Seven Things You Can Do to Help Reduce Prescription Errors

Pill BottleI just got off the phone with a very upset patient who discovered that her pharmacy has been giving her the wrong medication for the past 5 months, substituting a similarly spelled antibiotic for her rheumatoid arthritis med. She was tipped off when she realized how bad she had been feeling of late and decided to check the expiration date of her med, only to find it was the wrong drug. I won’t get into the unethical behavior of the pharmacist when she pointed out the error, something I’ll be reporting on her behalf to both the head of the pharmacy chain and the state Pharmacy board.

But that’s not the point of this post. The point is that, despite all our fancy technology and advances in healthcare, medication errors can and will occur.

So what can you do, as a patient, to be sure that your prescriptions are correct?

1. Keep a list of your current meds with you at all times. Include brand or generic name, dose and frequency. Paper, online, or on your phone – wherever its easiest and most accessible. But a paper list in your wallet will cover you in emergencies, so consider that even if you use your phone routinely.

2. Cross check and update your med list with your provider at every visit. In quality parlance we call it medication reconciliation, and it’s one of the most important things we docs do at a patient visit.  You’d be shocked how many patient come to a visit without knowing the names of the drugs they are taking. Now, if I go to prescribe a new medication, how can I be sure it doesn’t interact badly with something you are already taking? Or even if you may already be taking the very med I am prescribing? If I’m lucky, your pharmacist will pick it up, but only if you’ve filled a prescription in his system before. Don’t leave it to chance. Take charge.

3. Ask for an updated list of your medications and prescriptions before leaving your doctor’s office. Most EMR’s can create a current med list, so ask your doc or his/her staff for a copy. If you use it as your med list to carry with you, we’ll all be on the same page.  Alternatively, if your practice gives out an AVS (after visit summary) at check out, that usually will have your med list on it.

4. If you’re tech savvy, use the practice portal. Your providers practice portal has a med list. Take it upon yourself to check the portal between visits to be sure your med list is up to date and correct. You can usually print your med list yourself from the patient portal.

5. Cross check every med after you pick it up against the prescription your provider wrote. This includes refills. Use your printed med list, the portal or your AVS to check what your provider wants you to be taking. If you don’t have that, you can ask the pharmacist for a copy of your prescription. Don’t wait till side effects occur, as my patient did, to double check. Your health is too important for that.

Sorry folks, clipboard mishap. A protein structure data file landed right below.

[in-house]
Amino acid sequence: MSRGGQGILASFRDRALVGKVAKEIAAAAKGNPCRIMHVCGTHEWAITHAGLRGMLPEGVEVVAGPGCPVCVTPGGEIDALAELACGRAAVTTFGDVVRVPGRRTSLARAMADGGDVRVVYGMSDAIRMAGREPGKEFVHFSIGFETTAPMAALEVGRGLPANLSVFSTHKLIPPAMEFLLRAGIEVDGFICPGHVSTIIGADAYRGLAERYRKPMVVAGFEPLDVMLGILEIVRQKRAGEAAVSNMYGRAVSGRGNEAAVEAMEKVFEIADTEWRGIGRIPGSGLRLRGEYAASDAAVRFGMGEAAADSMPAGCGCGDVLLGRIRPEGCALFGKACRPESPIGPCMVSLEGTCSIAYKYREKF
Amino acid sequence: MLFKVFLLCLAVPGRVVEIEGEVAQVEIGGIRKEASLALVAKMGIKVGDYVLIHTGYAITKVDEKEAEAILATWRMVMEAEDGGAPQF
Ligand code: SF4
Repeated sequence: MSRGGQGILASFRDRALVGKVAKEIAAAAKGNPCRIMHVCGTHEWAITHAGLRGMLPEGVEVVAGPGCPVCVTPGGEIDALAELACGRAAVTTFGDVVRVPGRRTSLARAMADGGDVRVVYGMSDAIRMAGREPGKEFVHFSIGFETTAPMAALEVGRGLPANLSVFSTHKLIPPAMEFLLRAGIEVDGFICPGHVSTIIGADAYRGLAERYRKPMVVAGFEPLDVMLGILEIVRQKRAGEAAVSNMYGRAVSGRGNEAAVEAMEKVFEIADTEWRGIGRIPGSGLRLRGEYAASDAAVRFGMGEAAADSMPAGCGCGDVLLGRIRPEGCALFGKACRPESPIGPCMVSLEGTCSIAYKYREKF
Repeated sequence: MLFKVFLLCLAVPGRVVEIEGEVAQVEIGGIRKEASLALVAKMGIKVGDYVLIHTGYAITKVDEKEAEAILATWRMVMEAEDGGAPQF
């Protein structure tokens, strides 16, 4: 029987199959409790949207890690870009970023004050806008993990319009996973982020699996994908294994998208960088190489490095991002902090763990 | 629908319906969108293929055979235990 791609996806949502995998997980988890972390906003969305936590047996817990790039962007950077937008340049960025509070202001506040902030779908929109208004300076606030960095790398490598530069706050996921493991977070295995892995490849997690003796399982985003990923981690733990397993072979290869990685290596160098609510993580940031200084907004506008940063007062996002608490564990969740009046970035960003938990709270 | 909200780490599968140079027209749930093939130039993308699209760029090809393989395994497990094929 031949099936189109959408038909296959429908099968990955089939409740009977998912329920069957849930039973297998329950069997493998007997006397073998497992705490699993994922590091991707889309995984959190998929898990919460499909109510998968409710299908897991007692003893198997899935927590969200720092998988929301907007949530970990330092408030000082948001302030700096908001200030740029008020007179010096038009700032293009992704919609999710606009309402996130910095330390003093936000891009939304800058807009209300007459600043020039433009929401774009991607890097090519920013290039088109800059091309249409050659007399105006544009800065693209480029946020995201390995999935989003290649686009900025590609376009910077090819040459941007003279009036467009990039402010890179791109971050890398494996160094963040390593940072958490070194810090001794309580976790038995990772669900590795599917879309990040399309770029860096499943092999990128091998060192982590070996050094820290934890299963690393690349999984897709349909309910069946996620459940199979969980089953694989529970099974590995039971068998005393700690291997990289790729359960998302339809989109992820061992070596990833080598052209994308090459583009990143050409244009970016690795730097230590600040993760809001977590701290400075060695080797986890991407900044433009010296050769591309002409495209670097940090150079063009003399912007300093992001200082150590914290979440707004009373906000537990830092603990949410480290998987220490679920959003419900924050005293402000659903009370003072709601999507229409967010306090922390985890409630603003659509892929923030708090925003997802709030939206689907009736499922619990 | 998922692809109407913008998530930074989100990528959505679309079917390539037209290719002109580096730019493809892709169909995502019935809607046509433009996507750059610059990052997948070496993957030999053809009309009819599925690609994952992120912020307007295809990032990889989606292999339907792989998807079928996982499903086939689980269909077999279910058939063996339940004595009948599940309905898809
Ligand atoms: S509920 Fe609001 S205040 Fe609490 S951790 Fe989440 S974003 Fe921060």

6. Don’t hesitate to speak up if you think a prescription is wrong. You take it once a week, and now it says twice a week? Say something. And it’s not just the pharmacist who can make a mistake. Your doc isn’t perfect either. In fact, we’re less perfect in some ways since we started using the EMR to write prescriptions. More than once, I’ve caught myself typing in a prescription in the wrong patient’s chart – with up to 4 charts open on the computer screen at a time, it happens, trust me. Recently, my EMR made every part of a prescription a discrete field or check off box from a drop down, so that writing a single prescription is more like completing an online tax return than ordering a med. I hate it. It used to be so much faster (and safer) for me to just write or type out the frequency and dose. So please, stop me if you think I got it wrong. 

7. Finally, don’t forget that so called “natural” supplements are meds too. Don’t  get me started on the over use of these unregulated products. (And yes, overuse of prescription drugs as well, but at least we know whose making them and what’s in them.) But do know that many, many interactions can occur between so called “natural” products and prescription meds. So if you’re taking any kind of supplement, vitamin, herb or natural product, be sure to add it to your med list.

Any more suggestions or ideas? Tell us in the comments section.

3 Responses to Seven Things You Can Do to Help Reduce Prescription Errors

  1. I have definitely caught errors. I once received a prescription for Ear Drops that the pharmacist had stuck on a sticker “For Use in the Eye Only.” Another time I was given an antibiotic instead of an antihistamine – again similar names. Fortunately, it was a refill, so I noticed the difference in the pill. With generics, it is sometimes harder to know what is correct.

    I regularly update a health summary that I print in small print so that it will fit on two sides of a half sheet of paper, and I keep that in my wallet. It includes any/all current meds and supplements, med allergies, and significant points of my medical history (including vaccines). I no longer have to remember and rewrite everything at a dr’s appointment. Also, if I know I’m seeing a new dr, I’ll print it out normal size, and hand it over, rather than fill out their multitude of forms. It is well appreciated and saves me from adding writers cramp to my complaints!

  2. I am a pharmacist that had my own independent pharmacy for 35 years, then worked for a major chain until recently retiring. I would add that it is important to develope a relationship with ONE pharmacy and be sure you never leave the pharmacy without looking at your filled prescriptions before leaving the RX counter. Know what your doctor prescribed for you and why, and do not hesitate to ask the pharmacist any question you might have, no matter how busy they appear.

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